You and I know that after traveling or walking about for a while, sooner or later we'll need a rest room. Well, in Europe restrooms (WC-water closet) are not everywhere. If you see this sign, make sure to go otherwise look for McDonald or Burger King because you can use their WC even you won't eat or order from them. Hotels are also nice place to go but some have dress code in order for you to get in even just by using their WC. In Monte Carlo, very casual attire is a not recommended to most of the hotels. I had a funny experience in one of the 5 star hotels there, where royalties, ambassadors, shrieks, rich people and very common people like me (of course) stays (I was only there for the restroom - the room rates equals to many months of paycheck). Oh well, the WC is bigger than my living and dining room combine and it's all in marble but the funny part is I was in the ladies room and the seat was up (weird!), so I tried pulling it down but to no avail. I pulled it harder and to my surprised, it already had a seat cover! Then the next problem was, I can't find the flush handle but saw 3 dots with different colors on the top. I pressed all three, no success in there until my hand passed the dot to flush. So it was a sensory toilet! The first dot is for putting down the seat cover, the second to flush and the third is to put up the seat. So for giving me such hardship, I was kind a playing magic wherein I wave my hand over the dots and miracle--it moves by itself! Then my friend was also doing the same thing like me (ha-ha-ha)

Monte Carlo

Europe Travel Tips

Haben Sie Munzen (Coins)?

Another tip is to always bring coins because most of the outdoor or public restrooms have coin operated doors. You want to read another funny experience (I have a lot of toilet jokes-on me). We were in Luxembourg and it was snowing and I have to go. I saw a WC and pulled over. I rushed inside, unfortunately there was no attendant. I don't have their coins and looked around if I could ask someone for help since I left my bag in the car. I saw a basket with coins so I borrowed one to open a stall and I hope the attendant did not notice and would forgive me because I rushed back in the car since it was snowing so hard. It's either I peed in my pants or borrowed the coin - let's see which one was right? Now it's easier because a lot of European countries have Euro currencies. I still missed using their currencies like deutschemarks, French francs, Italian lire, Austrians shillings, Belgian francs, Czechs koruna, Luxembourg francs but I was able to collect them before they change to euros. If you go to Czech Republic (Prague) always carry with you a roll of toilet tissue or packs of tissue. You pay the attendant first then she/he will give you two single ply tissues before you go in the stall, hello- how can you possibly clean up with that! Next time I went shopping for chandeliers in Czech, I was carrying a roll but did not have their coins, so my friend gave the attendant one Deutschemark (DM) and we were surprised that she let us go in first despite the very long line. Then we realized that 1DM is equivalent to about 10-11 koruna at that time. Some countries esp. public ones don't usually stock toilet tissues and no attendants so be prepared! In Austria, they have outside stalls with coin operated. I remember at one time, I left my toddler son with my husband in the park while I went to check the Swarovski shops with my eldest son. It just happened that as soon as we left, my toddler wanted to go badly and I forgot to leave shillings to my husband. Luckily, the space between the floor and the door would fit a small kid, which my son did crawl in and out the door otherwise he would have stunk the whole place!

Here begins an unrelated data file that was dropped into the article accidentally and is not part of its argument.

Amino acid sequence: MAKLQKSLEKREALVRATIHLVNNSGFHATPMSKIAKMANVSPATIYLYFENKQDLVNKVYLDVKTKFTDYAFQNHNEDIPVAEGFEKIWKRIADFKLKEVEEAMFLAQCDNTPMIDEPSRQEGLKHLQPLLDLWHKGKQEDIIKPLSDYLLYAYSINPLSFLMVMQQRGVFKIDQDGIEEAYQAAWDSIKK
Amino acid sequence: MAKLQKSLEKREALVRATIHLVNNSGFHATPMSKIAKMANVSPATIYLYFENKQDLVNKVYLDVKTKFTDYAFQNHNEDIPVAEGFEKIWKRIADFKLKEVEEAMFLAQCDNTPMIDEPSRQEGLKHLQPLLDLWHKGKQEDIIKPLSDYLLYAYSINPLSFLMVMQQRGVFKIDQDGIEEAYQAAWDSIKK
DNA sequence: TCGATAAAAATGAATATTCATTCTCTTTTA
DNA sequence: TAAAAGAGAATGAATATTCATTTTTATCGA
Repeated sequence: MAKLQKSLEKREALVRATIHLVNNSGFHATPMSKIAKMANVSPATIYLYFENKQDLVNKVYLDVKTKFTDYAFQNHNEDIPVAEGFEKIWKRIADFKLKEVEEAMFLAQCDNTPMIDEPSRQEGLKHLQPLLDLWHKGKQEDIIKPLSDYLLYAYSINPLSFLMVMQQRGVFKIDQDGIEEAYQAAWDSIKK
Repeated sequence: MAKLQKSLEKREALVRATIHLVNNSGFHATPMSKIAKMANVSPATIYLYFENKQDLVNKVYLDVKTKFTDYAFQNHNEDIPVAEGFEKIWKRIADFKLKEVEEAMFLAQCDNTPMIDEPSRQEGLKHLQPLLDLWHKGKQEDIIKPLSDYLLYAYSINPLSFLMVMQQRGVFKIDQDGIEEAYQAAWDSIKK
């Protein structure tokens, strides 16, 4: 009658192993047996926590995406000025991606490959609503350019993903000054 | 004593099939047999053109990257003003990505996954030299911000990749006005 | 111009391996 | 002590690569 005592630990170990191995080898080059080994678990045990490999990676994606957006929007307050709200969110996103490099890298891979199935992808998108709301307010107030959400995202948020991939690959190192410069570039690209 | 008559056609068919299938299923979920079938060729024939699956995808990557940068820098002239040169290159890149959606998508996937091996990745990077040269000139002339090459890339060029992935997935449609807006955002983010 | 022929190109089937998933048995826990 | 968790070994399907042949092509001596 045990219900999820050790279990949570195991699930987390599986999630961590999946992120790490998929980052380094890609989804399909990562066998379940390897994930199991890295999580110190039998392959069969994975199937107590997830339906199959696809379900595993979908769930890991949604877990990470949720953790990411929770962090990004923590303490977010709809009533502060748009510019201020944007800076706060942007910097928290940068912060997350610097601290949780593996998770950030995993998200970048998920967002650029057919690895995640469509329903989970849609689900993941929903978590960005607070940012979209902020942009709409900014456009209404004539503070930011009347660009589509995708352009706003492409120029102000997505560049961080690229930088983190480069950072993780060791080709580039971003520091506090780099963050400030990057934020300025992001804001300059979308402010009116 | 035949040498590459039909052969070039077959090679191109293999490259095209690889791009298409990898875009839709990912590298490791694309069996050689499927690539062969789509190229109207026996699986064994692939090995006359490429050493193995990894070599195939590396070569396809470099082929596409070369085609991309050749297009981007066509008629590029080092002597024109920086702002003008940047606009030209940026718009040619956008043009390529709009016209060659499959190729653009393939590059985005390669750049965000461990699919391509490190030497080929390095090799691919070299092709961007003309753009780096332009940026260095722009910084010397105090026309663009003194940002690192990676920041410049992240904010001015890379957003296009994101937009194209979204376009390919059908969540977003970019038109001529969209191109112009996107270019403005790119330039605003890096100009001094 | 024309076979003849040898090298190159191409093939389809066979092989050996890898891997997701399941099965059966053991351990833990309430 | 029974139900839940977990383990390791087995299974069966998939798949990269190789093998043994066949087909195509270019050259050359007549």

Still Learning

Those were my first adventures and I learned my lessons the next time we traveled. Well, this is just the start of my lens. Be sure to check my site next time (even though you only wish to see Europe) because I can show or guide you in my journey the way I saw, felt and enjoyed my travels. If you want to ask me for information, I'll be more than happy to help as much as I can because my experiences are still vivid in my heart and mind. Let's explore the fun of shopping next time. Auf Wiedersehen, Ciao, Au revoir, Mahalo, Paalam!

Making European Travel Cheaper